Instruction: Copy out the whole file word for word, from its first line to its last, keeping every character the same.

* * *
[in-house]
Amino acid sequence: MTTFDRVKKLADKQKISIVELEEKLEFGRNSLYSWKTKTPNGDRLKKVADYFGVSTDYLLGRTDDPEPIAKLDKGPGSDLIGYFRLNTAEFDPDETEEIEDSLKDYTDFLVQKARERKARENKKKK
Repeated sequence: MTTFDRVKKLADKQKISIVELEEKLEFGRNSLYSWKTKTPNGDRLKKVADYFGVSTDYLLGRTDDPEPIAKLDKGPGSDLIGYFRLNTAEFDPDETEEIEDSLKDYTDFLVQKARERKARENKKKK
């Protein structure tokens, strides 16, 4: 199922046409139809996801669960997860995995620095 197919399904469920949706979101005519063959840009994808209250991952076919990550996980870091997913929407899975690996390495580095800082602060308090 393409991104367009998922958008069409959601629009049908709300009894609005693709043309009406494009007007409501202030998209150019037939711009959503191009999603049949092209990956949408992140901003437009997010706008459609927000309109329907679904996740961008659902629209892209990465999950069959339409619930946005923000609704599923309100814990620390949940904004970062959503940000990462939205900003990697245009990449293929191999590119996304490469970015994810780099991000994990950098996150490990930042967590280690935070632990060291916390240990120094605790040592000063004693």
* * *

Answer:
[in-house]
Amino acid sequence: MTTFDRVKKLADKQKISIVELEEKLEFGRNSLYSWKTKTPNGDRLKKVADYFGVSTDYLLGRTDDPEPIAKLDKGPGSDLIGYFRLNTAEFDPDETEEIEDSLKDYTDFLVQKARERKARENKKKK
Repeated sequence: MTTFDRVKKLADKQKISIVELEEKLEFGRNSLYSWKTKTPNGDRLKKVADYFGVSTDYLLGRTDDPEPIAKLDKGPGSDLIGYFRLNTAEFDPDETEEIEDSLKDYTDFLVQKARERKARENKKKK
């Protein structure tokens, strides 16, 4: 199922046409139809996801669960997860995995620095 197919399904469920949706979101005519063959840009994808209250991952076919990550996980870091997913929407899975690996390495580095800082602060308090 393409991104367009998922958008069409959601629009049908709300009894609005693709043309009406494009007007409501202030998209150019037939711009959503191009999603049949092209990956949408992140901003437009997010706008459609927000309109329907679904996740961008659902629209892209990465999950069959339409619930946005923000609704599923309100814990620390949940904004970062959503940000990462939205900003990697245009990449293929191999590119996304490469970015994810780099991000994990950098996150490990930042967590280690935070632990060291916390240990120094605790040592000063004693």